All three union conferences proved contentious, including the Teachers’ Union of Ireland (TUI) meeting, at which teachers in further education expressed shock at proposals for extending courses through the summer. Quinn was accused by different quarters of not consulting properly – a claim he strongly rejected. However, he made clear there was a distinction between consultation and negotiation.

“The reform of the Junior Certificate is a political decision that I took following advice from a whole array of informed academics and educational experts. How it’s implemented – the way we approach it and the way we can do it – is of course subject to consultation.”

On a number of occasions, in defence of his position on the Junior Cycle, he referred to the more positive comments of TUI president Gerry Craughwell towards the plan. Craughwell described it as an “exciting development in Irish education”, supporting the concept of overhauling the curriculum after 25 years but, critically, he said it wouldn’t fly without added resources in schools.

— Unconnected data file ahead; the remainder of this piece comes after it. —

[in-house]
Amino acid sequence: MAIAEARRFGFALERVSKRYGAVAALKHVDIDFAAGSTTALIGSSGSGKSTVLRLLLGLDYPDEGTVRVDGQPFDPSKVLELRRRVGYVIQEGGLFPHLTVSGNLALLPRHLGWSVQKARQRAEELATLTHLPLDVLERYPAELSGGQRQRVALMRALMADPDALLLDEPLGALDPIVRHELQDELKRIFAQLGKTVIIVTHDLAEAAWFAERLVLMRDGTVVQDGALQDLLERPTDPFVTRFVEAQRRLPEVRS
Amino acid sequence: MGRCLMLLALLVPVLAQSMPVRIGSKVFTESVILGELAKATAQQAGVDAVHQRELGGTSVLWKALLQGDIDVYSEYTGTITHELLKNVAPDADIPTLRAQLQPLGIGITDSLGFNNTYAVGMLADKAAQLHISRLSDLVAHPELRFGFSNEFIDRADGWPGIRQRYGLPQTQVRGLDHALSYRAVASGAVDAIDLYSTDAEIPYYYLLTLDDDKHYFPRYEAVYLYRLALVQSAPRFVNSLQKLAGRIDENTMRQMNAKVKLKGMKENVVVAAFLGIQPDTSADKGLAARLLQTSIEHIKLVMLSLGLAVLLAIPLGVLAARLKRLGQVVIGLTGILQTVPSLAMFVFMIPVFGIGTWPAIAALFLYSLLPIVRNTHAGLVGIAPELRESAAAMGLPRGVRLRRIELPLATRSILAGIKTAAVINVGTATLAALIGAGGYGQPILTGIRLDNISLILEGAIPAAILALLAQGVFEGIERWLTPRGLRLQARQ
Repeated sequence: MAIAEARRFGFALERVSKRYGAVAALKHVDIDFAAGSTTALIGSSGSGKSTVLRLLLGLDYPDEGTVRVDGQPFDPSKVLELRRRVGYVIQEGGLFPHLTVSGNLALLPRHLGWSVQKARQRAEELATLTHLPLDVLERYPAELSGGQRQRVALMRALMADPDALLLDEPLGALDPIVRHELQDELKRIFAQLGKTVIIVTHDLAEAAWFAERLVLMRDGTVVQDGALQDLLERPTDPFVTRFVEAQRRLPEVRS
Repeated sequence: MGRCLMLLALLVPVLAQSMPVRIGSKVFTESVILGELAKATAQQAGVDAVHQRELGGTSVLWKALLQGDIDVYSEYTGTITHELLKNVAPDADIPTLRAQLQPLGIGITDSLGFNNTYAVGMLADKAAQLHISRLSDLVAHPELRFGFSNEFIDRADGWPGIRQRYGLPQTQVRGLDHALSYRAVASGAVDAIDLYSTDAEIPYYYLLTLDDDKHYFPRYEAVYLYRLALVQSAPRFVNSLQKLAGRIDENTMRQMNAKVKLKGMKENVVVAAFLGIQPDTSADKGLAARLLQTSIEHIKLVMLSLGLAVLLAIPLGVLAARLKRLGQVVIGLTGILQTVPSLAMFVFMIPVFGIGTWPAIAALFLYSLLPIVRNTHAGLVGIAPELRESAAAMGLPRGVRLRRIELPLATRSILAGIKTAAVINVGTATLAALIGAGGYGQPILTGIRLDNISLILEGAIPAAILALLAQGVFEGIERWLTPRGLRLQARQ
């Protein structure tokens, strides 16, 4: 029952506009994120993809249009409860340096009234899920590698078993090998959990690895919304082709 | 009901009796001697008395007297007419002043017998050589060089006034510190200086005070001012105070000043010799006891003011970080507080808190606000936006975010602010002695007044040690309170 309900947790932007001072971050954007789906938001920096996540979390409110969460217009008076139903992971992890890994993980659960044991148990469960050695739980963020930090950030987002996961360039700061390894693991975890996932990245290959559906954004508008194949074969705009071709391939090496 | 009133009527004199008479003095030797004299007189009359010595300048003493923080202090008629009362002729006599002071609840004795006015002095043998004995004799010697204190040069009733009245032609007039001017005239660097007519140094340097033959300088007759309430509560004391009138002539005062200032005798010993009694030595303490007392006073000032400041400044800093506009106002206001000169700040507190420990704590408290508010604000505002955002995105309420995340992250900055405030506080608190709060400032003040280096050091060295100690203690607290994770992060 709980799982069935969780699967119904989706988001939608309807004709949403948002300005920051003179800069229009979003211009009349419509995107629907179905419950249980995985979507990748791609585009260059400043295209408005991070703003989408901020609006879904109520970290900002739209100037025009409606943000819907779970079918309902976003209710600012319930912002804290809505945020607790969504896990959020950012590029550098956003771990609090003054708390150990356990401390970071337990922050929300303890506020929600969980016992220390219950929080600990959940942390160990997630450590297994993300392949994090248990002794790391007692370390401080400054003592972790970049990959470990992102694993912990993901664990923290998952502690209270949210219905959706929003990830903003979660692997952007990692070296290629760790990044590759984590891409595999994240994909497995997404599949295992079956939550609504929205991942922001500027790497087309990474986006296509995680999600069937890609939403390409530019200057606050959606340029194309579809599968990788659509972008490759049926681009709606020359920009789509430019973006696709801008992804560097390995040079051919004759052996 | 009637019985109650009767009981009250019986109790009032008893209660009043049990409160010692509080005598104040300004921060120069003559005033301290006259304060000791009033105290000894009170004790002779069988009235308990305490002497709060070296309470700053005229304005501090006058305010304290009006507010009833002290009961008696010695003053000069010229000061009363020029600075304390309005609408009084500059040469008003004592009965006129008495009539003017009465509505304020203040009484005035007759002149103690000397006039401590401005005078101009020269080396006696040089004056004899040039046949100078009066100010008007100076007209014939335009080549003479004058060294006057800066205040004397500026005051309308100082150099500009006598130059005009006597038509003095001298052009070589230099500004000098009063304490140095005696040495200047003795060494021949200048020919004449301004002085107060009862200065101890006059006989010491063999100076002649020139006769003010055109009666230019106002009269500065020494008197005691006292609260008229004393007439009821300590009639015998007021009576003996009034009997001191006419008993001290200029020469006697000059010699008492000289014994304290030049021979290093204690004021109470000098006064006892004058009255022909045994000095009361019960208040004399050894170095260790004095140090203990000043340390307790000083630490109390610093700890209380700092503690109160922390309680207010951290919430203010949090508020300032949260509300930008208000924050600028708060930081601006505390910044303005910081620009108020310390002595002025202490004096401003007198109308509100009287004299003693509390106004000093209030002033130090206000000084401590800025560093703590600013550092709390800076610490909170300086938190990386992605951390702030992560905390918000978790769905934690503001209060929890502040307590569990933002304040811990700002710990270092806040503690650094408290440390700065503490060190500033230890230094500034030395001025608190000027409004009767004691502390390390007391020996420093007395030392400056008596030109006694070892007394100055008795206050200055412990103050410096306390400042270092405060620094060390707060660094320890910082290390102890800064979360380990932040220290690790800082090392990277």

Back at the ASTI congress, this analysis was greeted with an element of scorn. Among many ASTI delegates, the TUI is too soft – and also too fragmented, representing both secondary teachers and those in further education. A regular debating point is that the ASTI fought the hard fights with previous ministers and made all the major gains in terms and conditions which were then extended to the other teacher unions.

Irwin says the ASTI is open for talks on the planned Junior Cycle but regards as “a necessity” the retention of both external assessment and State certification at the end of third year. He suggests, moreover, that Quinn is tipping the balance too far away from traditional practices, and worries that Quinn “is not actually au fait with what is going on” in classrooms. While the concept of “rote learning” has become unfashionable, Irwin says, “We do want to see students getting knowledge as well as skills.”

A tougher stance will win the ASTI leadership some popularity, although probably not unity. A small number of delegates who spoke privately this week said they were growing more exasperated with the union’s rejectionist culture. One delegate rather cruelly described it as “learnt helplessness”, and there were several calls in public session for teachers to produce a concrete vision for their profession.

Whatever the reasons for the current standoff, it’s not good news for young people going through the education system. Students need teachers who embrace the curriculum at hand enthusiastically, rather than being dragged kicking and screaming towards it.